|Publication number||US4475235 A|
|Application number||US 06/336,946|
|Publication date||2 Oct 1984|
|Filing date||4 Jan 1982|
|Priority date||4 Jan 1982|
|Publication number||06336946, 336946, US 4475235 A, US 4475235A, US-A-4475235, US4475235 A, US4475235A|
|Original Assignee||Rolm Corporation|
|Export Citation||BiBTeX, EndNote, RefMan|
|Patent Citations (12), Non-Patent Citations (2), Referenced by (49), Classifications (15), Legal Events (6)|
|External Links: USPTO, USPTO Assignment, Espacenet|
Applicant is aware of prior art devices used in conjunction with signature vertification which comprise a very expensive penlike device 10 such as shown in FIG. 1 within which are housed a number of sensors 12 which may be accelerometers. The electrical output of the sensors 12 are processed to produce data related to the hand movements during execution of the signature. One device processes the sensor output signals received over line 14 to derive velocity in Cartesian coordinates and total vertical force, another device processes the output to derive acceleration of the pen in Cartesian coordinates. These devices are more specifically described in the following literature, copies of which are enclosed.
______________________________________U.S. Pat. No. Patentee Issue Date______________________________________3,699,517 Dyche October 17, 19723,668,313 Dym June 6, 19723,983,535 Herbst September 28, 1976______________________________________
Automated Signature Verification Using Handwriting Pressure, by Jacob Sternberg of Veripen, Inc. Date: Unknown
Optimal Accelerometer Layouts for Data Recovery in Signatures Verification, by John S. Lew of I.B.M. published in IBM Journal of Research and Development, July, 1980.
These items of prior art constitute the most pertinent art of which Applicant is aware, and the pertinence of each is set forth briefly.
Dyche, U.S. Pat. No. 3,699,517.
A device for measuring and computing velocity and acceleration of a pen point and the pen-paper contacts during writing of a signature and comparing derived data with reference data obtained from several prior signatures to determine whether the real time and reference signature were made by the same person. The variations x(t) and y(t) of pen point coordinate with time and pen-paper contact intervals are obtained from a graphic tablet. Differentiator circuit means derive x and y velocity and acceleration components which are converted from analog to digital form for processing in a digital moment computer. Contact interval and end of signature computers receive pen point contact signals and compute the total time duration of the signature as well as the time duration of each of the first five pen-paper contact intervals normalized to the duration of the entire signature. The outputs of the moment, contact interval, and end of signature computers are sixteen components of a real time signature vector. A reference signature vector comprised of the mean values of sixteen similar components is predetermined from a plurality of prior true signatures, the deviation of each of those mean component values from the corresponding component value in a real time signature is compared with a variation limit value for that component to determine a correlation and an authentication decision is made based on a minimum number of such correlations.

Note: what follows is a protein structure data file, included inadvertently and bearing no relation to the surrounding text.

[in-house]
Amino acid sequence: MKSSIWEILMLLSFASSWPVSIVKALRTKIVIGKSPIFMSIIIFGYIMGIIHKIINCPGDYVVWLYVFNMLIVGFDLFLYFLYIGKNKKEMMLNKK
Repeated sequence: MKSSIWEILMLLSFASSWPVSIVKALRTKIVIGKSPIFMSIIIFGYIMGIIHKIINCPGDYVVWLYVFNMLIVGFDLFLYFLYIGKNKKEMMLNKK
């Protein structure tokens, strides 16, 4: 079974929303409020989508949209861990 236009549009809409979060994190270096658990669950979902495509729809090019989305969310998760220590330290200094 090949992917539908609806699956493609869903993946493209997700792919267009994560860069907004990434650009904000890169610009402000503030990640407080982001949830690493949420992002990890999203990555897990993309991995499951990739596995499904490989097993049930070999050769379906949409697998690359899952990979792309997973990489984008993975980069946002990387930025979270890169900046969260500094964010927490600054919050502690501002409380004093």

Dym, U.S. Pat. No. 3,668,313 teaches a two-dimensional graphic data entry tablet for transforming a positional information into a digital input to a computer system. The tablet structure consists of two continuous resistance lines superimposed on each other. Each of these lines being in the form of a grid and representing position in one of said two dimensions. A voltage differential is applied to each of the grids in order to create a voltage gradient along the path of the grid wires. An analog positional information is created by sensing grid voltage with a capacity coupled stylus. By having the stylus viewing area cover a plurality of wires, the sensed potential averages out and represents a position directly related to the center location of the stylus on the faceplate of the tablet. The resistive grid lines provide the dual function of resistive bleeding and presenting a potential gradient to a capacitively coupled stylus.
Herbst, U.S. Pat. No. 3,983,535 teaches a method and apparatus for verifying a sample signature based on comparison of the dynamics of a reference and a sample signature. More particularly, second derivative values of pen displacements (i.e., acceleration) are periodically sampled for both a reference and sample signature and a comparison of these second derivative values is made. According to the disclosed verification method, the two lists of second derivative values are segmented and similar segments are individually compared and also correlated utilizing shifting of the segments during successive comparisons to find regions of high correlation. A running account of cross correlation values between successive segments of the two signatures are kept. Finally, the maximums of the cross correlation values obtained for each segment comparison are combined and this maximum correlation value is utilized as a verification indicator.